New Zealand Week: Fish ‘n’ Chips In honour of the rugby WIN.

OK It is possible that in the far away or near future, you may take it upon yourself to go to New Zealand to visit. Mainly because we have the best rugby team in the WORLD!  In that case you are going to need to know some things to  avoid doing embarrassing stuff.

This is not a Fish 'n Chip shop

First you need to know about NZ greetings.  No need for language. We get along very well with grunts and nods. To say hullo in passing you straighten your forehead  and lift your chin ever so slightly, this is done with just a twinge of the eyebrows, any more than a whisper of eyebrow movement and you will be taken for an imposter.  Less is best.

When introduced: MEN should shake hands, on the second and subsequent meetings you shake hands and wack your new friend good and hard a couple of times on their back.  Saying Good to see ya, mate.  And it is perfectly acceptable (even encouraged ) to kiss the  girls. Especially after giving her boyfriend a good hard bone crushing handshake and then knocking the wind out him.   Then shake the hand of the girl and kiss her lightly on the cheek with a long upside down V shape of air between your bodies!   WOMEN can shake hands and or kiss just about everyone on any occassion.  Only one kiss on the cheek mind you. One.

Now lets look at a couple of casual dining options!

If you are invited to a Barbie please remember that a Barbie  has nothing to do with dolls. When arriving at your new friends house for the Barbie (barbeque)  take a 6 pack of beer, or a bottle of wine, some sausages or a salad and a warmie.  You will be outside the whole time. Sausages are called snarlers, or sausies.  (IN american we call them brats) These will be grilled along with the steak and it will be served on real plates along with piles of salads.  If they try to serve you on paper plates be very careful as someone is playing a trick.  If you don’t like salads do not visit NZ.  In fact if you are invited to anyones home at anytime for any dinner – take a salad and a bottle.   If they say bring a plate this is what it means. Not a plate to eat off. A bowl of salad. Oh dear so much to learn. If they say no, that is fine, don’t bring anything, take a Dessert and a bottle of something nice.  Ice-cream bought from the dairy on the way is perfectly acceptable for a single man  as long as it is  vanilla or hokey pokey.  Never ever go to someones house to eat with one arm as long as the other. You will not be invited back. NZers are pretty mean like that!

Now a Barbie is  not to be confused with a sausage sizzle. A sausage sizzle is often held in really nasty weather, outside a supermarket, to raise money for a netball team or a school camp or some other worthy cause that could use the cash. One very lonely frozen small person will be grilling sausages and onions in the carpark. You will give him a dollar coin and he will give you a sausage and a sliver of onion, if you want onion (this question will be directed at you with a point of the spatula and a raise of the eyebrow. Be observant. If you miss this imperceptible request you will miss out on the onion and he will only give you one of the little endy sausies.) The sausie will be wrapped in buttered bread drenched in tomato sauce (otherwise known as Martie Sauce not ketchup), with a paper towel loosely wrapped around the outside to save your onion from falling to the ground and your sausage from sliding out through the folded bread.  Beware: the sausage will be VERY HOT. And with the butter melting it is now very slippery. This is how the cold little man entertains himself, watching hungry people trying to get bites of hot sliding dripping sausages in a cold car park, while juggling their groceries. It is a little like watching a dog try to catch a bee.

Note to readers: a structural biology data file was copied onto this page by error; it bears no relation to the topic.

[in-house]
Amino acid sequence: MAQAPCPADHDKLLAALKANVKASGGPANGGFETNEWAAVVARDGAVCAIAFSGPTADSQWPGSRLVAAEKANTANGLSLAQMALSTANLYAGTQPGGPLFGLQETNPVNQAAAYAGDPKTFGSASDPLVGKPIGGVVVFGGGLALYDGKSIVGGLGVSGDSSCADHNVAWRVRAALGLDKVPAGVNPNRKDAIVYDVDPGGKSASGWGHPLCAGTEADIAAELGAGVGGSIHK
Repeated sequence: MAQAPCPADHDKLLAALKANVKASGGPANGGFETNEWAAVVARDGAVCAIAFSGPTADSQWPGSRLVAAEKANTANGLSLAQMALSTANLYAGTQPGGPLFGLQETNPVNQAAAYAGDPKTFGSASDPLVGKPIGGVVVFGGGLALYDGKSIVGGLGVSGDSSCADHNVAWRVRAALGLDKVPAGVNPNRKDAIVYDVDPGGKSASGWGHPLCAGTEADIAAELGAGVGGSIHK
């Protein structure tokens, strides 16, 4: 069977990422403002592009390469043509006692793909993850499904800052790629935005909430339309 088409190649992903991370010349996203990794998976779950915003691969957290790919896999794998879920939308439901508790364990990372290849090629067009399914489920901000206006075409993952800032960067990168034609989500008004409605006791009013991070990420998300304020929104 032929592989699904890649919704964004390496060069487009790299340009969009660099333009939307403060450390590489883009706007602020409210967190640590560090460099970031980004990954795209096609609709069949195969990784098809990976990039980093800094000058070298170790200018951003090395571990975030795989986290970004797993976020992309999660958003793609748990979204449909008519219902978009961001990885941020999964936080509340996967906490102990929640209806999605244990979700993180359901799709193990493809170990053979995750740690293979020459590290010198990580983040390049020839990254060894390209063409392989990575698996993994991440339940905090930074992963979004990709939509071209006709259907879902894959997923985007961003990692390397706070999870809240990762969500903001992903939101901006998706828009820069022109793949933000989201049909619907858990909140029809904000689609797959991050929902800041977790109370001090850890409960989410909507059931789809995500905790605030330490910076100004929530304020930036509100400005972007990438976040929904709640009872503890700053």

They have sausage sizzles at rugby games too, just so’s you know to take your dollar.

A dairy cow is called a cow and a cow for meat is called a beast. Though generally at the table we do not say pass the beast.

It is OK to wear your jandals to a barbie at someones house. Jandals are very thin rubber sandally things  with a slim prong of rubber that slides between the big toe and its adjacent toe and a Y of thin rubber that comes up and over the top of your foot. One has to grip slightly with the tips of your toes to keep them on. To be an authentic jandal (or shandal if you want to pronounce it correctly) you must be able to feel the road through the sole of the rubber.  They are very very thin and drag and slap slightly as you walk.  And when they sit quietly and smellily outside the door they will curl up a little. This is good.

this is not a Fish 'n Chip shop either

Never wear your shoes into a NZ house. There are a lot of dogs in NZ and very few little plastic dog poo baggies.

If you don’t eat salads go home. NZers eat a lot of salads.

NZ Fish and Chips are the best take aways in the world. You must go to a Fish ‘n Chip shop. When we are away from NZ we dream of fish and chips,  steak and cheese pies or marmite.  Though Fish and Chip Shops are a mine field for the uninitiated. You will order your food and then sit on a plastic chair, looking at magazines that have been rejected by the doctors,  waiting while it is cooked. If you order the fish you will get shark. You should look up at the list on the wall and order the fish from there.  Then you will get the nice fresh fish.  You will order chips with that, they come in scoops.  Chips are potatoes sliced into long thick finger shaped .. um.. chips.  You almost never find an actual finger in there but it is best to be on the lookout, as these are real potatoes chopped up by real people with really big chip chopping machines. You may also order a pineapple ring, a potato cake, a hot dog, a paua fritter, deep fried moro bar or a spring roll.  Be careful here. You will be judged by your order.